OPINION: Projects must keep rolling
OPINION: Professor Scott Bowman, CQUniversity vice-chancellor
NEWS that investment in the State's major project construction is to be slashed in half next year is a daunting dose of reality, especially for the resource-intense economies of regional Queensland.
The forecast dive, driven by the completion of huge resources projects, will have the value of major projects construction in Queensland drop from $10.5 billion this financial year, to just over $5 billion in 2015-16.
But the figures, calculated by the Queensland Major Contractors Association and Construction Skills Queensland, don't reflect the valuable next strata of construction.
While it might not have reached the same dizzying heights as resources construction, public and private infrastructure spending across Queensland has provided a reliable second-tier of support to regional communities.
And as the multi-billion resources spend slows, that second-tier must step up.
Conventional wisdom might predict the resources slowdown would mean other economic drivers get timid, but now is the time for regional economies to back themselves and challenge the trepidation. We will seal our own fate if we let our confidence waver, and we have far too much momentum behind to get spooked now.
In the past five years, CQUniversity has averaged nearly $20 million a year on infrastructure capital works, with another $6 million a year on technology upgrades atop of that. It's been an ambitious growth agenda focussed on our faith in the extraordinary potential of our regional communities. And we have no intention to yield to what the pundits are calling the 2015 slow-down. In fact, we plan to do the exact opposite.
We have earmarked $44.7 million for new infrastructure projects in 2015, including Rockhampton's new Health Clinic, new campuses in Cairns and Townsville, modern health education facilities in Bundaberg, expanded Engineering programs in Gladstone, and a new Engineering Centre for Mackay. A further $13.3 million will be spent on technology infrastructure across our campuses this year.
In total, our investment across 2009 to 2015 will top $207 million - the vast majority being spent in regional Queensland.
True, on paper our investment is small fry compared to the multi-billions of major resources projects. But CQUniversity's spending on projects developed in close consultation with our local communities will drive huge economic and social change - growing services, employment opportunities, locally trained workforces, and importantly, confidence for our regions. Our infrastructure spend since 2009 has ultimately meant a huge jump in regional kids going to CQUni, with growth five times that of the leafy inner suburbs of Brisbane. Giving these young people a shot at higher education will pay community dividends for their entire career span, as they work, raise a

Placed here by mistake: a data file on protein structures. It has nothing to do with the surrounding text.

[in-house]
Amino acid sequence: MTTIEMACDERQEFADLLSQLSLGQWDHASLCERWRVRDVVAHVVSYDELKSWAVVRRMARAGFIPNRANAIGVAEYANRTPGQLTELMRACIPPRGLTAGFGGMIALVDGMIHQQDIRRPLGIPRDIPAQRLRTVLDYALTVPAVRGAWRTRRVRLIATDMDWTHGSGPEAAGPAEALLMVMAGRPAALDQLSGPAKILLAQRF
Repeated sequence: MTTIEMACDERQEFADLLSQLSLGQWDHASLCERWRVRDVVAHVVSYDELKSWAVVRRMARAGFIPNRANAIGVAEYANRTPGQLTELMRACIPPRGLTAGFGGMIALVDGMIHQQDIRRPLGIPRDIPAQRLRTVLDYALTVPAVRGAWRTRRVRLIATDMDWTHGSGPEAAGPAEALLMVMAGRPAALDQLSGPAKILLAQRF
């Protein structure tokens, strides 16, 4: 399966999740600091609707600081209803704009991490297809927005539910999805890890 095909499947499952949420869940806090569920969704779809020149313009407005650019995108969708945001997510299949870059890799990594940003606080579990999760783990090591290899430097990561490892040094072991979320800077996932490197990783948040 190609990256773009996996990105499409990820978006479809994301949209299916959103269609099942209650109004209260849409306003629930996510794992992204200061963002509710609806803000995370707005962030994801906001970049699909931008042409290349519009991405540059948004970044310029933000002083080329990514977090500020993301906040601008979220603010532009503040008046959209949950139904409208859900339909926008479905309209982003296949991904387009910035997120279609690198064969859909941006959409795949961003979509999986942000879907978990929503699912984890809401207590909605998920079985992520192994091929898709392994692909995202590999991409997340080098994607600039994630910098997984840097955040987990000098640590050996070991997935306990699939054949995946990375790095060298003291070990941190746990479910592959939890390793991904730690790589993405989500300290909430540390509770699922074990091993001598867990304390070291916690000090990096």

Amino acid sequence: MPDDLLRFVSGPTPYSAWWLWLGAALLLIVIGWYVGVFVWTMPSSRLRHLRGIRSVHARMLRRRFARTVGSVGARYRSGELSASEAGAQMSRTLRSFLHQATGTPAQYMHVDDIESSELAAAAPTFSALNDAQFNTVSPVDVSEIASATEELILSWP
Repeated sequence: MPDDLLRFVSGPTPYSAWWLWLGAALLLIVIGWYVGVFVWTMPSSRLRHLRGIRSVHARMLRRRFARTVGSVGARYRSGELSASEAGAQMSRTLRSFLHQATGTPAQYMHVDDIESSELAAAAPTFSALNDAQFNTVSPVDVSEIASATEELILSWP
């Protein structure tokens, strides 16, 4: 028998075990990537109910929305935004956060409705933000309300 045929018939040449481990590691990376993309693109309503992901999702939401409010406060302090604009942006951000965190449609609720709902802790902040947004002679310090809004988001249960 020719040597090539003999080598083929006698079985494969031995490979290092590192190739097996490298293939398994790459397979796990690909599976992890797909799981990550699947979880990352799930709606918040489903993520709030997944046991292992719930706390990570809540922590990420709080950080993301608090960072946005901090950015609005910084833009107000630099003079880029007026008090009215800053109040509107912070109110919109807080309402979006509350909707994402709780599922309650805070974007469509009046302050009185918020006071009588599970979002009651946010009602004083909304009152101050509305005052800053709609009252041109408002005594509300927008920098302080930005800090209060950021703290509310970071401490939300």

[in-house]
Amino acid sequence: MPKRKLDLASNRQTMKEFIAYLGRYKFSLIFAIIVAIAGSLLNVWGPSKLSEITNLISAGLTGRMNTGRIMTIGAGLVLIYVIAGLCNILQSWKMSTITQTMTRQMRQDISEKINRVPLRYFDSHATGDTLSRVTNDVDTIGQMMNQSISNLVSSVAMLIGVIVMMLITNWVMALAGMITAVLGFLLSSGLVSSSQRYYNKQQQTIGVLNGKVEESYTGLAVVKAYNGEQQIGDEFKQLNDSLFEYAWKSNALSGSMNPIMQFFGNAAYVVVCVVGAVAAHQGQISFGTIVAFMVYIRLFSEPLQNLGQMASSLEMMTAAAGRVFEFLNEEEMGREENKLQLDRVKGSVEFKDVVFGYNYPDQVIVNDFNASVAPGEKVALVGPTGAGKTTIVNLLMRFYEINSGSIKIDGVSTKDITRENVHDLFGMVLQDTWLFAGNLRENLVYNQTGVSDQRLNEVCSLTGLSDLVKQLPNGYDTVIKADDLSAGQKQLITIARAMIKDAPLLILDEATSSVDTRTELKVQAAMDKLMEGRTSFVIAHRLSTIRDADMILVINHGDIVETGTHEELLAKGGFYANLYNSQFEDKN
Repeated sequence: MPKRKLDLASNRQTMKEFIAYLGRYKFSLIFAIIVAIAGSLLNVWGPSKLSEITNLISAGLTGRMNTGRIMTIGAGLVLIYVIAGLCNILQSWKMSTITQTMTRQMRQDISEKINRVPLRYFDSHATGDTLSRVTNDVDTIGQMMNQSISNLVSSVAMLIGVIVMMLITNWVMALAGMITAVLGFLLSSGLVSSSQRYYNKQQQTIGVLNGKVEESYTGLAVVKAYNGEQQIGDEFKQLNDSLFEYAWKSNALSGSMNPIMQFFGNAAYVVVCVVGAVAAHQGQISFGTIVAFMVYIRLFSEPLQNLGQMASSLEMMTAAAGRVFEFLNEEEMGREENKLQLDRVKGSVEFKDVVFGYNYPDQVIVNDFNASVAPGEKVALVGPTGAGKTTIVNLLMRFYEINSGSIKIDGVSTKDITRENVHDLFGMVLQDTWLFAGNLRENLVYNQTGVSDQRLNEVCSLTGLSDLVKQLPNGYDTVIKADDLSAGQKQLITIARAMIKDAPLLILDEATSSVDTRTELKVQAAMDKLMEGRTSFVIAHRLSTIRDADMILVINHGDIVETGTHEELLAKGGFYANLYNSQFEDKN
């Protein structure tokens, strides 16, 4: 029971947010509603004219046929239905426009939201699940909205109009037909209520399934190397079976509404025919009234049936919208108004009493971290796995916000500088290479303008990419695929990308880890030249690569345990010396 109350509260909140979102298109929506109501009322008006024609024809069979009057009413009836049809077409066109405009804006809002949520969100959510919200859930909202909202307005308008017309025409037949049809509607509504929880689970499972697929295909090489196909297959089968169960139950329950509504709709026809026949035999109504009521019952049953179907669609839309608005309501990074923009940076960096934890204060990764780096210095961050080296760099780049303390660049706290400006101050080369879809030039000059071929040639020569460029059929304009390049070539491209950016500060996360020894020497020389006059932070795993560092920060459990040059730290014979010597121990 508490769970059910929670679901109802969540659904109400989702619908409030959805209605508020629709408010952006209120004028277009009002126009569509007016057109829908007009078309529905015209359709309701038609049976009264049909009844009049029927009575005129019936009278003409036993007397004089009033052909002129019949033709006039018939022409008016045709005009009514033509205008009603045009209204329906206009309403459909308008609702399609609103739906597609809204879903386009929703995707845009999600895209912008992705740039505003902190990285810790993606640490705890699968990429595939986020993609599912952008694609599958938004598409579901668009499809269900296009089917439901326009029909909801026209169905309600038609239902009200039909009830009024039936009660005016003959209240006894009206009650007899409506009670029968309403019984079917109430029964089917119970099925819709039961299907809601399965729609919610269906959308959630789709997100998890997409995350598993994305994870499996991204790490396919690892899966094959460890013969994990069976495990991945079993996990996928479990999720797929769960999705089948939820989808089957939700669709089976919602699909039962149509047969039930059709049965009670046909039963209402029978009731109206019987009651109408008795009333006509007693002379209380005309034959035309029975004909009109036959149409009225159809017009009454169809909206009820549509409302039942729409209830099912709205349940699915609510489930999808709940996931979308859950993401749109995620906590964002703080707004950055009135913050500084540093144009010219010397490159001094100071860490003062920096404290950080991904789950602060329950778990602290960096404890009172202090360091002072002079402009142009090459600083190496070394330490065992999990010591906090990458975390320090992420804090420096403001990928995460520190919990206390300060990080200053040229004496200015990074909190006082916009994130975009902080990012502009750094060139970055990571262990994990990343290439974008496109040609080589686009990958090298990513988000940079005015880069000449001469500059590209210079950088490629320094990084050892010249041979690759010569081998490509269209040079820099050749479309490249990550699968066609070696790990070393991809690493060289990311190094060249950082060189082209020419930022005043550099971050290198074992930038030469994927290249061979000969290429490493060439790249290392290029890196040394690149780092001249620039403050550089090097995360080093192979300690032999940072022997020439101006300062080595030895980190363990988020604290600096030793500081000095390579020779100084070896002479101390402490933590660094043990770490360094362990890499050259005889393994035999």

family, and invest in their home towns. The closer we get to giving regional kids the same opportunities and experiences as city kids, the closer our communities get to reaching their full potential.
This is why I believe regional communities have far more investment bang for buck than the cities.
It would be disastrous if we stopped investing in regional Australia because of a shaken confidence in the price of the rocks we dig out of the ground here.
We have so much more potential to offer the nation's sovereign prosperity, and now is the time to back ourselves.
No matter who is spending, every dollar of infrastructure investment has the same economic multiplier effect. Whether business, institutions, governments, or the individual consumer, we can all lead innovation and transformation in our regional communities.
Anyone who says the value of our regions is exclusively linked to the resources sector simply does not get it. I have no doubt in my mind that regional Queensland is a sleeping giant that is only just starting to stir.
Now is the time to back ourselves and give each other the confidence and support we need to not only sustain ourselves, but to flourish, during the year ahead.